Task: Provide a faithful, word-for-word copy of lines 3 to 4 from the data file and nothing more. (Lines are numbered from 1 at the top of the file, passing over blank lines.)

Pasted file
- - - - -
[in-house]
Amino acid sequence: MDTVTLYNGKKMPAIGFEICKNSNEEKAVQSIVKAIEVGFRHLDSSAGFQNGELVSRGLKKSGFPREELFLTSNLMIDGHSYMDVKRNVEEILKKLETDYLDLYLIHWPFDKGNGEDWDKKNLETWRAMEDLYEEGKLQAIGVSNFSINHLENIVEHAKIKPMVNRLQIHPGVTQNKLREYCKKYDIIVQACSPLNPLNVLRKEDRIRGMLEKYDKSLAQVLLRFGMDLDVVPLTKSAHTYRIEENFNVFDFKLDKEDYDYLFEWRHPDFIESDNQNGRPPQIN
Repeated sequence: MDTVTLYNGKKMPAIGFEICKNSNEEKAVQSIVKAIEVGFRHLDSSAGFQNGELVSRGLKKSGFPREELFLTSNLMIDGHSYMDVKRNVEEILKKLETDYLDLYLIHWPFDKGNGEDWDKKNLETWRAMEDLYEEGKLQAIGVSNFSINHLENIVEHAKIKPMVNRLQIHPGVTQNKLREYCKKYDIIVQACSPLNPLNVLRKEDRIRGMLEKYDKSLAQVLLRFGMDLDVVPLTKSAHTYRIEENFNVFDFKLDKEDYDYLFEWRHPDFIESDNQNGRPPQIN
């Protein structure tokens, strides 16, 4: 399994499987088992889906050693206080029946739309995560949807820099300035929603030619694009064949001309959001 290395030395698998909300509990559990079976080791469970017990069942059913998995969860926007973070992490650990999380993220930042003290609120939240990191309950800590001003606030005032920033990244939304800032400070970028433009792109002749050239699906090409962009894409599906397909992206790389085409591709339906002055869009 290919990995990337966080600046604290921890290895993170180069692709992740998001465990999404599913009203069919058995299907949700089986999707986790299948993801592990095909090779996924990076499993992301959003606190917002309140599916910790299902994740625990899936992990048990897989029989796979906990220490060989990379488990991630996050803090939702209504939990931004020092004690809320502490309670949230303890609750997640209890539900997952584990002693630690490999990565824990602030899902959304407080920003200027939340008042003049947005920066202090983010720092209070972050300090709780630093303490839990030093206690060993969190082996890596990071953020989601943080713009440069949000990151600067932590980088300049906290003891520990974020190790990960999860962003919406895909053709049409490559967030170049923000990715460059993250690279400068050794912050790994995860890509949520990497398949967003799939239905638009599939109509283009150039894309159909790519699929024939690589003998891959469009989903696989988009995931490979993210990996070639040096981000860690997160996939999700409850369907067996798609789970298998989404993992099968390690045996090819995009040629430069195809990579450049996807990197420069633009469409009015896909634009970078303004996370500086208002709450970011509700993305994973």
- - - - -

Repeated sequence: MDTVTLYNGKKMPAIGFEICKNSNEEKAVQSIVKAIEVGFRHLDSSAGFQNGELVSRGLKKSGFPREELFLTSNLMIDGHSYMDVKRNVEEILKKLETDYLDLYLIHWPFDKGNGEDWDKKNLETWRAMEDLYEEGKLQAIGVSNFSINHLENIVEHAKIKPMVNRLQIHPGVTQNKLREYCKKYDIIVQACSPLNPLNVLRKEDRIRGMLEKYDKSLAQVLLRFGMDLDVVPLTKSAHTYRIEENFNVFDFKLDKEDYDYLFEWRHPDFIESDNQNGRPPQIN
């Protein structure tokens, strides 16, 4: 399994499987088992889906050693206080029946739309995560949807820099300035929603030619694009064949001309959001 290395030395698998909300509990559990079976080791469970017990069942059913998995969860926007973070992490650990999380993220930042003290609120939240990191309950800590001003606030005032920033990244939304800032400070970028433009792109002749050239699906090409962009894409599906397909992206790389085409591709339906002055869009 290919990995990337966080600046604290921890290895993170180069692709992740998001465990999404599913009203069919058995299907949700089986999707986790299948993801592990095909090779996924990076499993992301959003606190917002309140599916910790299902994740625990899936992990048990897989029989796979906990220490060989990379488990991630996050803090939702209504939990931004020092004690809320502490309670949230303890609750997640209890539900997952584990002693630690490999990565824990602030899902959304407080920003200027939340008042003049947005920066202090983010720092209070972050300090709780630093303490839990030093206690060993969190082996890596990071953020989601943080713009440069949000990151600067932590980088300049906290003891520990974020190790990960999860962003919406895909053709049409490559967030170049923000990715460059993250690279400068050794912050790994995860890509949520990497398949967003799939239905638009599939109509283009150039894309159909790519699929024939690589003998891959469009989903696989988009995931490979993210990996070639040096981000860690997160996939999700409850369907067996798609789970298998989404993992099968390690045996090819995009040629430069195809990579450049996807990197420069633009469409009015896909634009970078303004996370500086208002709450970011509700993305994973």